NEW YORK — When Dave Barry booked his summer vacation in New York, little JTC did he know the Democratic National Convention was scheduled for the same time. A lesser man would have pretended not to notice, but Dave, supremely devoted to his craft, insisted on covering the proceedings. Selfless Dave will report on the convention this week while his family is busy tossing down lobster salad at four-star restaurants. New York -- Day One of the Democratic National Convention went off without a hitch, with speaker after speaker driving home the official convention theme: "A Whole Lot of Speaking."
The only major party member not yet with the program is former California earthling Jerry Brown, who has decided to continue his courageous quest -- despite the opposition of the corrupt old-line, big-money political establishment -- to draw attention to himself. But Most Democrats seem content to show their party unity by sitting in front of, without actually listening to, the speakers, and snorking down hors d'oeuvres at the estimated 17,500 receptions going on simultaneously at any given time.
In an effort to carry out my journalistic mission of providing you, the voter, with information obtained at places where I, the journalist, can get free beer, I attended several receptions. One was held for the Florida delegation at the Museum of Natural History, where delegates were eating and drinking beneath the towering skeletons of giant prehistoric creatures that roamed the Earth during the time of the last Democratic presidential administration.
I was standing under a nice set of skeletons when in walked -- you never know, at conventions -- famous rock person Stephen Stills. He is definitely older now than he was in the '60s. He was wearing a conservative suit, and looked like an investment banker with a little pony tail. I immediately whipped out my notebook and asked him a question about the issues.
"Did you ever inhale?" I asked.
"All my life," he said.
I guess that rules out a Supreme Court appointment.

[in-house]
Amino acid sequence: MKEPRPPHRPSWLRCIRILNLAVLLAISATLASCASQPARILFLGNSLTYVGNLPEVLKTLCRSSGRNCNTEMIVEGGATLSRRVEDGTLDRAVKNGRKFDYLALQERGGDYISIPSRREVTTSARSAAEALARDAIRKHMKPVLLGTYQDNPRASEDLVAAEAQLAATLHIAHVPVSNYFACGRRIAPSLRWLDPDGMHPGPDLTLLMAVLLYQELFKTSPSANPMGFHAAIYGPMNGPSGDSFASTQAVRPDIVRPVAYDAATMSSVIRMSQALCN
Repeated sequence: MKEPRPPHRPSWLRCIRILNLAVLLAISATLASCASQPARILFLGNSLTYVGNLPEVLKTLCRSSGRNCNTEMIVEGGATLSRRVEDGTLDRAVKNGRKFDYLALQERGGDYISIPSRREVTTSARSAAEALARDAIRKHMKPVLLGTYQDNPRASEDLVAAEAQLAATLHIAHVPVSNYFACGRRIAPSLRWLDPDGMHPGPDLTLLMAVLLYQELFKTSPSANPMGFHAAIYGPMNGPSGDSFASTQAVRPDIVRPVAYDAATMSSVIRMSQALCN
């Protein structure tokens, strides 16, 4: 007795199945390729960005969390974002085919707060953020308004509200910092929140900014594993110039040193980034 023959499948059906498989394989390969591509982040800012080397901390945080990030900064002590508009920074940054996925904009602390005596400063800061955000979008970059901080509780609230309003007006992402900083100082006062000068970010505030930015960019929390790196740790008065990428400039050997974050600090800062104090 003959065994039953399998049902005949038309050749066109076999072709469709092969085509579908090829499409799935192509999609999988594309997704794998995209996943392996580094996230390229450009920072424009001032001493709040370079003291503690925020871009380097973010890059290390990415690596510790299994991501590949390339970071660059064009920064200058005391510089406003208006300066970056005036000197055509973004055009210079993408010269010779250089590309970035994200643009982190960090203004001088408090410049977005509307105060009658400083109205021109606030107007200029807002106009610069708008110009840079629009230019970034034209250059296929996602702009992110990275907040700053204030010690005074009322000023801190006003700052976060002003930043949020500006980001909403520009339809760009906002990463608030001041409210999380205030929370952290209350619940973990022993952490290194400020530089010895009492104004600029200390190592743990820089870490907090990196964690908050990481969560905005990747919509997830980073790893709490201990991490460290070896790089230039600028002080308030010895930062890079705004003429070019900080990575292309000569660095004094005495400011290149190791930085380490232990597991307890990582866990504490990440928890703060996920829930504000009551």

Next I went to a reception for the delegations from Guam and American Samoa. Due to the overwhelming interest in Guam and American Samoa, the reception was very crowded, and I had to shove my way through, at great risk of being stabbed in the eyeball by hors d'oeuvres spears, to get to an actual Guam person. His name was John Angoco, and in an exclusive interview he revealed the following Guam facts:
*Guam is very far away. "The same distance from California to Hawaii; it's that much farther back over," is how my notes read.
*The population of Guam is "anywhere from 75,000 to 100,000."
When asked to compare Guam with an American state such as New Jersey, Angoco said: "New Jersey and Guam are two totally different things."
After this interview, we all crowded onto the terrace to hear an official welcoming proclamation read by -- I swear I am not making this up -- the New York City commissioner of mental health.
"I know you don't need my professional services," he told the crowd, inaccurately.
After the proclamation I tried to locate an American Samoan, but I couldn't. Finally a photographer told me that -- I am still not making this up -- most of the Samoan delegates had missed the plane. They're not even in New York. God only knows when the next plane will be.
This means that, depending on what the party bylaws say, this entire convention might be in violation of due party process, and the nomination might have to revert to the last legal possessor. Michael Dukakis, please call your office.